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Via Grit Daily : 3 Ways to Heal Colleague Relationships in a Toxic Workplace Environment

At a recent mentoring event, a young woman approached me for advice about the challenges she faced in the workplace. On a daily basis, she had to work alongside someone who was “toxic” — abrasive, negative, and generally difficult to work with. In fact, the situation was so challenging that she felt compelled to leave the company entirely.

My response? Toxic people are everywhere.

Workplace toxicity, and our experience of it, is omnipresent even at the most high-minded companies. A recent report from The Economist revealed that Amnesty International, a notable human rights charity, lost a number of employees due to their toxic culture.

If the employees of a noble organization such as this can’t escape personal conflict, why should the rest of us expect to do so?

Leaving a toxic workplace for somewhere else won’t guarantee you won’t still encounter toxic individuals. The trick isn’t to run away but to rise above.

If you’re dealing with a toxic personality at work, here are three steps you can take to improve relations with your colleague and, perhaps, heal the company culture overall:

#1 —Re-Frame Their Behavior

When someone is reacting, speaking, or behaving negatively, take a pause. How can you put yourself in their shoes before becoming defensive or offended? So often, we rush to feel personally slighted when someone’s behavior feels unpalatable, but is that the whole story?

We all operate within the myopia of our own experience. This inherently limits our ability to empathize with people at their best and when they need it most — at their worst.

According to Malcolm Gladwell’s recent book Talking to Strangers, our inability to accurately interpret the actions of others is at the root of some of our most troubling cultural issues, ranging from police violence to on-campus assault. He says that to make sense of the stranger, we need “humility and thoughtfulness and a willingness to look beyond the stranger, and take time and place and context into account.”

How does this apply in the workplace? Sometimes the best way to deal with challenging interactions is to reframe the toxic behavior.

Try this exercise next time you encounter toxic behavior at work:

Remind yourself that most people think they are good. They don’t imagine that they are a villain, especially in their own story. Next time you encounter a toxic person, ask yourself how this person would tell the story about themselves — the one in which they are the hero.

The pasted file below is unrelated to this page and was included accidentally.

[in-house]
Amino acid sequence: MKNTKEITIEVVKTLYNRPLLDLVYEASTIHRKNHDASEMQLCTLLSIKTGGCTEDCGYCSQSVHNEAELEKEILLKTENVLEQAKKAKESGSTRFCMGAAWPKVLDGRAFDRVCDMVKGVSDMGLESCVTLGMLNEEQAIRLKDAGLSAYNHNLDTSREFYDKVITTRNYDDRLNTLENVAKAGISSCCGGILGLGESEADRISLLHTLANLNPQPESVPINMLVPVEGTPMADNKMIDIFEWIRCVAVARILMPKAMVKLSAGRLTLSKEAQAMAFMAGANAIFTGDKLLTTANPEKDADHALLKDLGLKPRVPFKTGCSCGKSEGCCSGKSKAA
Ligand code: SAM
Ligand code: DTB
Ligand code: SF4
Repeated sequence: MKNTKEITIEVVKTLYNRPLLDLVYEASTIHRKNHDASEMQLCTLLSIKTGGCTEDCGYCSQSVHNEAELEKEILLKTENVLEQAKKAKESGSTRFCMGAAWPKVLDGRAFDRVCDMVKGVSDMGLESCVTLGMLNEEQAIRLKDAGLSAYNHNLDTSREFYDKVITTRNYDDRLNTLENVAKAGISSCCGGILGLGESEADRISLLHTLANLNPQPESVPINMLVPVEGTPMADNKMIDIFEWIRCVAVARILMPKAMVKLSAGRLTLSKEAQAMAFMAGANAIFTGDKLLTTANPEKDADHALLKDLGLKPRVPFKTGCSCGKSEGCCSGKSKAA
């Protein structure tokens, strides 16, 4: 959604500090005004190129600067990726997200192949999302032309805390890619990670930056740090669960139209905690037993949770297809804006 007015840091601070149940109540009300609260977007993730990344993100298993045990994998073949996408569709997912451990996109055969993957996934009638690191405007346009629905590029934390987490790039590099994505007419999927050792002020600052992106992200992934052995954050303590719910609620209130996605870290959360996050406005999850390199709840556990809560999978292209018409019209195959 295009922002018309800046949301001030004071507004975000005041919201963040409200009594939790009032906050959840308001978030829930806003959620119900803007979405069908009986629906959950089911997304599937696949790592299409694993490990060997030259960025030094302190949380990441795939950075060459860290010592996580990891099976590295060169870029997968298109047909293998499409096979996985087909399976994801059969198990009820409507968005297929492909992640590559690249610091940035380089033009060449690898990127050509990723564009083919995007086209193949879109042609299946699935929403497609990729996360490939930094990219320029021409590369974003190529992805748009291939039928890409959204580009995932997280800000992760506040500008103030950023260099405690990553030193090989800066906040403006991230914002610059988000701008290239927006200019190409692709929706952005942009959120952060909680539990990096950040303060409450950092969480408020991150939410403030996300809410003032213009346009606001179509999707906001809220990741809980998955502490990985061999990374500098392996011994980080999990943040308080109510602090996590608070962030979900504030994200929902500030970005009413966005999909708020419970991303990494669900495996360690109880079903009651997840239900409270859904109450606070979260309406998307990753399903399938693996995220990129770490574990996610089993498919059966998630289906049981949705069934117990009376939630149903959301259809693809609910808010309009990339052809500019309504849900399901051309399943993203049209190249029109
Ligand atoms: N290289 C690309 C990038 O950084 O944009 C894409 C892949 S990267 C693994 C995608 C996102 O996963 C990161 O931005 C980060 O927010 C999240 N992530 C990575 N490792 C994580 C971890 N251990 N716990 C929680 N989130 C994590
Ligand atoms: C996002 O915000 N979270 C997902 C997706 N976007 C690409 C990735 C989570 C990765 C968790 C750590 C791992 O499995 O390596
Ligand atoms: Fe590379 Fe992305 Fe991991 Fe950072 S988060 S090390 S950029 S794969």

When you can frame their life’s narrative as they frame if for themselves, you unlock an understanding of this person. Empathy is a superpower that enables you to form relationships that uplift you both.

#2 — Regulate Your Response

Successful leaders and managers know how to regulate their emotions. They do this by cultivating emotional intelligence, which enables them to stay calm in times of crisis and rise above the conflict. They’re not drawn into ego-battles or escalated arguments.

You may be saying, “that all sounds great, but how do they do it?” The truth is that it takes years of conscious self-development.

However, here is a visualization exercise that I find quite powerful:
Picture yourself driving in a car on the highway. A truck swerves over the line beside you and you start feeling anxious, nervous, scared, and irritated.

Picture a sign up ahead labeled “ANXIETY OFFRAMP.”

The sign is reminding you to be calm, thoughtful, and maybe even to inject a bit of humor into the situation. You can either smile at the sign, take the reminder, and drive on, or you can literally take the offramp and catch your breath, only to face the truck at a later time.

I recently encountered a situation in which one of our senior leaders sent a disparaging email to the broader company regarding our team. Naturally, my first response was dismay, quickly followed by anger, and then shame. I cried a lot that night.

But the next day, I took the “offramp.”

I reached out to this leader and asked for coffee. I said, “you are a senior leader of this company. We could really use your help so we can make great products together.”

Immediately he offered to meet on a regular basis and today, he works alongside us. We never did discuss the email he had sent but I think he won’t be sending anymore.

#3 — Diffuse a Toxic Culture Through Allyship & Introspection